With a Halloween theme of "Witches and Wizards," I certainly have to include a blog on the notorious Salem, Massachusetts witch trials. My husband and I have several ancestors who lived in Massachusetts during the witch hunts and though none of them lived in Essex County, they lived near enough to know about them. I wonder what they thought. Did they believe the accused were actually witches and warlocks, or did they think the whole thing utter nonsense? I suppose I'll never know, but I'm hoping they kept a level head during the months of mass hysteria.
|"Examination of a witch" by Thompkins H. Matteson 1853|
Between February of 1692 and May of 1693, nineteen people were hanged, one man met his death under a heavy load of rocks, and five died in jail. Over a hundred more were accused and imprisoned. Some were condemned, but not executed, and some even confessed to the charges of witchcraft. However, many of them, such as, Rebecca Nurse, Susannah Martin, Sarah Wildes, Elizabeth Howe, Sarah Good, and Bridget Bishop, stood before their accusers and vehemently proclaimed their innocence.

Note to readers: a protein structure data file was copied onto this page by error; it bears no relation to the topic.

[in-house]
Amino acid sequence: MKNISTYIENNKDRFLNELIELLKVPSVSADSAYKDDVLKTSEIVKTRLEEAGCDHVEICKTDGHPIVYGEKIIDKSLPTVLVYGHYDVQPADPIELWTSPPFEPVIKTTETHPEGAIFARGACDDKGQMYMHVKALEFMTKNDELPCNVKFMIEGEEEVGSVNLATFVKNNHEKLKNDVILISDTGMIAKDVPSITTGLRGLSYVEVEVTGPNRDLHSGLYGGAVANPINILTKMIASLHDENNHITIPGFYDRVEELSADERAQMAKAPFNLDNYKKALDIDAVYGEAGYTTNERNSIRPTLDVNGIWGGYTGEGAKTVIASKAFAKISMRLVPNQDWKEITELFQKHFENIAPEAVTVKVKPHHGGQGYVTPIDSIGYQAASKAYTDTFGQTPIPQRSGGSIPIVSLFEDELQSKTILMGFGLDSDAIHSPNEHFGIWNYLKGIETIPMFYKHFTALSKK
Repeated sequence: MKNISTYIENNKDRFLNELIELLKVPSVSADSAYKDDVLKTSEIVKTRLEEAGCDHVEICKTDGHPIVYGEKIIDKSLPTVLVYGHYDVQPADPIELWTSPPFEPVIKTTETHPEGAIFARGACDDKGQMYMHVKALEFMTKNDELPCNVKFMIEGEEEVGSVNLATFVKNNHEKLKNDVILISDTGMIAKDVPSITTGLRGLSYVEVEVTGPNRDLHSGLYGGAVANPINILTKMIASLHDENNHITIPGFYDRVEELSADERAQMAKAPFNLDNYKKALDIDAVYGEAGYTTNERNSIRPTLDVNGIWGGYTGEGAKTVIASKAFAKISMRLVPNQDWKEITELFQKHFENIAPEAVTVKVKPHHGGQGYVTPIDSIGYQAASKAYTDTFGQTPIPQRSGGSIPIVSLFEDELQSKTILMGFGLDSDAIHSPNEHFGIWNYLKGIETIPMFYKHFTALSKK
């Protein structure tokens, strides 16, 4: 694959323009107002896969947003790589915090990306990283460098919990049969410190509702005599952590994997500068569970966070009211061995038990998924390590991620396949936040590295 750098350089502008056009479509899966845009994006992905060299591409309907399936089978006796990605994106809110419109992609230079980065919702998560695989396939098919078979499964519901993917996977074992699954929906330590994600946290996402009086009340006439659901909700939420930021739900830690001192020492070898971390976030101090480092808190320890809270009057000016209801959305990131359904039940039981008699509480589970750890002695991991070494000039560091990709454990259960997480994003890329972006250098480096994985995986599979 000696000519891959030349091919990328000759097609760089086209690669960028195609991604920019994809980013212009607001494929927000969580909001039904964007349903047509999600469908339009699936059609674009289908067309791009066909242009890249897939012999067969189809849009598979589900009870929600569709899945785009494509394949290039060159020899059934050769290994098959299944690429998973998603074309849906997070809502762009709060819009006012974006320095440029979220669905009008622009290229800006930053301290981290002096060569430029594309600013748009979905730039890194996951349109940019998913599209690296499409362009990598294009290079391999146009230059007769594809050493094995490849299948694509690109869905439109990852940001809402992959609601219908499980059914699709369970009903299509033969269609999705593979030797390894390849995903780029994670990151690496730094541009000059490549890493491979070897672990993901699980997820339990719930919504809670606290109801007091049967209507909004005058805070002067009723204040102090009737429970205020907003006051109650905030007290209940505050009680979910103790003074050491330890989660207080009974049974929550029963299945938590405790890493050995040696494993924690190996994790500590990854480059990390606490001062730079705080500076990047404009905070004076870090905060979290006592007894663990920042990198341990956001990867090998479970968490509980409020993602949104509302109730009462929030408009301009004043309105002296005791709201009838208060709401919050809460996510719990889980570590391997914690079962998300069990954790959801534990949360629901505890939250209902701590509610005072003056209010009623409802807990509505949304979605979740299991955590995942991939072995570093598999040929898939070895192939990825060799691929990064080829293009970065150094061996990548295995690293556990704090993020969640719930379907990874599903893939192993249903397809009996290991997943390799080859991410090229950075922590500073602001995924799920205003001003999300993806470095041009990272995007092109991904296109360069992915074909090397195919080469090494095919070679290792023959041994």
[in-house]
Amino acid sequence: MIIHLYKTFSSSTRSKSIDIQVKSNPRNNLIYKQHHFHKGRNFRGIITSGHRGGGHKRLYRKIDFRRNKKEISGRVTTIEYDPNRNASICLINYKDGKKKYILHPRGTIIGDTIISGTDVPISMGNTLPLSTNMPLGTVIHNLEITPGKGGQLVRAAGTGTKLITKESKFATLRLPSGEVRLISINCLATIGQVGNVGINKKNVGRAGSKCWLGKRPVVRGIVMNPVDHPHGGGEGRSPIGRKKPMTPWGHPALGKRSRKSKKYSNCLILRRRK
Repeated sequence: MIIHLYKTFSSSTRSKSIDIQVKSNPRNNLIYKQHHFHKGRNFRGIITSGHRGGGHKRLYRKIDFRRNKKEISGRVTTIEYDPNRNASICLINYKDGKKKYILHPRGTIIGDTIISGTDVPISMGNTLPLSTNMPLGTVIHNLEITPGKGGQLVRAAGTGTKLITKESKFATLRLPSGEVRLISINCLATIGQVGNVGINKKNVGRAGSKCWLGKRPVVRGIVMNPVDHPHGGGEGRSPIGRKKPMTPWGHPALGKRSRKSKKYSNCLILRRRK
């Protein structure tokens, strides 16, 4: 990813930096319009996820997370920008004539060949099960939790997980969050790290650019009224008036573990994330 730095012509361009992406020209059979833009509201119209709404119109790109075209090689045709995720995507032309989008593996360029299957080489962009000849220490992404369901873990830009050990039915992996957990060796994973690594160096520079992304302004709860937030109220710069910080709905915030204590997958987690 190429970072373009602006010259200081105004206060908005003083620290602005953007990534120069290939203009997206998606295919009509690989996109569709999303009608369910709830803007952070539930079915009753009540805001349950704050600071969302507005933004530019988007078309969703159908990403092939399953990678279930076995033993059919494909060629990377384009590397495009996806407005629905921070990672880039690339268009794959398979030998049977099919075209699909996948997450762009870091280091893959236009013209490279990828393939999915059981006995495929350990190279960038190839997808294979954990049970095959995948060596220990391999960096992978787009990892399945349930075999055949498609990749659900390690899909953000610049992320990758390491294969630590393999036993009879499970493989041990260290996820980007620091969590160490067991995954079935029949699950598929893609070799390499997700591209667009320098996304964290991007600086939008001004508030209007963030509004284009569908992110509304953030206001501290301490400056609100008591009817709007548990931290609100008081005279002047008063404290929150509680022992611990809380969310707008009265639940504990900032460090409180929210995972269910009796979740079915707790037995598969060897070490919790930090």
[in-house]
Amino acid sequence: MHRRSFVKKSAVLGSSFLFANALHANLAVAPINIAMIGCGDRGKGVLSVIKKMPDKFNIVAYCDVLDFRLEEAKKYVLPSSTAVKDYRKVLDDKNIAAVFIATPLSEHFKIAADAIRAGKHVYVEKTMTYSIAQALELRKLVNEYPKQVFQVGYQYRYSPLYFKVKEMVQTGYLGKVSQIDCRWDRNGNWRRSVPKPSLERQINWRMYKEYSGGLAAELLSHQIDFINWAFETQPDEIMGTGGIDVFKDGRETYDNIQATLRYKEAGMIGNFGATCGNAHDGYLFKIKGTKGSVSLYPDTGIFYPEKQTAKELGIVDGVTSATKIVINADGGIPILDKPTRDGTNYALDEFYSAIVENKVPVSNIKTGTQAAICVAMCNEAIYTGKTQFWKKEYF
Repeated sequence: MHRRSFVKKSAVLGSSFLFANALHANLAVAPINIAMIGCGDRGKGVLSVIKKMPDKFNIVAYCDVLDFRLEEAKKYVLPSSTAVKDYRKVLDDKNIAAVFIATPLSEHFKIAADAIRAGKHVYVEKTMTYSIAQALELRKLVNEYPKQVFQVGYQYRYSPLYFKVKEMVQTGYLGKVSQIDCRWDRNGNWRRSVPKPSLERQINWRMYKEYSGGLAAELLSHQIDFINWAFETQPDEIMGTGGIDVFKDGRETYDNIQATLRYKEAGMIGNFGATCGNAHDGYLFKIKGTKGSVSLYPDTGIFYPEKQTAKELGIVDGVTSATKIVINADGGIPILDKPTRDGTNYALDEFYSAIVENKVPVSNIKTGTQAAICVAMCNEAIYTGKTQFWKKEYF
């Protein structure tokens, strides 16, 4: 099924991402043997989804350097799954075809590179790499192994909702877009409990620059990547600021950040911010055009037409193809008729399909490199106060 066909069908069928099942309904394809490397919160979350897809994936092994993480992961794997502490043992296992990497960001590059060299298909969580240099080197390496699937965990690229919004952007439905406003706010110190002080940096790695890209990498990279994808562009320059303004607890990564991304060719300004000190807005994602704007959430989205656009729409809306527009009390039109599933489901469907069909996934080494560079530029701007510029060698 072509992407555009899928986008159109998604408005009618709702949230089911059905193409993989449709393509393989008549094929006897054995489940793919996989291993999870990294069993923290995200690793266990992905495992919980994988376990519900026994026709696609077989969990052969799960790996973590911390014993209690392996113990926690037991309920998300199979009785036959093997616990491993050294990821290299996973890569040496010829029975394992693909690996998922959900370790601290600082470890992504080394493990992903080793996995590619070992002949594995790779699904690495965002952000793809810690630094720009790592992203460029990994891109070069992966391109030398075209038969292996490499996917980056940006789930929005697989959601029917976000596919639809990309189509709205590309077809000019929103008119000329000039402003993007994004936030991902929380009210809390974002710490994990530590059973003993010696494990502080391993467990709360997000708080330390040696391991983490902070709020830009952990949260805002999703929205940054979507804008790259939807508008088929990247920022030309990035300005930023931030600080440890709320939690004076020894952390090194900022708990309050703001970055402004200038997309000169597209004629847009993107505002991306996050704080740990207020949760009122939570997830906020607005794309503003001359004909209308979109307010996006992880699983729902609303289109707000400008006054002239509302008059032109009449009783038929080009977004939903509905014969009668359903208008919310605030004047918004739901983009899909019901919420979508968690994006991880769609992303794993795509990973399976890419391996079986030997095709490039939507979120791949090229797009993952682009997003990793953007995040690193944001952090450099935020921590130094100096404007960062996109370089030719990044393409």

With such goings on, it's no wonder that Salem, Massachusetts is considered one of America's most haunted cities.
Take the Old Salem Jail, for instance. This is one of the most haunted buildings in Salem. In this building, a black figure is said to walk through walls, while various other apparitions meander around and throughout the structure. There are those who believe that, besides many victims of the witch trials, the spirits of several civil war soldiers reside here as well.
Inside the Joshua Ward House, the spirit of Sheriff George Corwin, who rounded up the accused witches, haunts this place, and so does Giles Corey. Giles is the man who was pressed to death under a pile of rocks after spending five months inside a filthy prison, locked in chains. And, oh, by the way? George conducted (by direct order) the torture inflicted upon Giles in an effort to make the man confess. Giles never did, though.
What an unlikely pair they must make...especially since Corey's last words in mortality is purported to have been, “Damn you Sheriff. I curse you and Salem." Now the interesting thing about this curse is that every succeeding Sheriff occupying the office either died from a heart attack while serving, or contracted some type of blood ailment that forced him to retire.
|1720-Title page of "A Modest Enquiry into the Nature of Witchcraft"|
Speaking of curses, Sarah Good, one of the victims of the Salem Witch trials, said to the Reverend Nicholas Noyes (minister and participant in the Salem witch trials), "God will give you blood to drink." In the year 1717, the Noyes died from an internal hemorrhage and choked on his own blood, thus fulfilling Sarah's prophecy.
Any thoughts on the Salem Witch Trials? I'd love to hear them...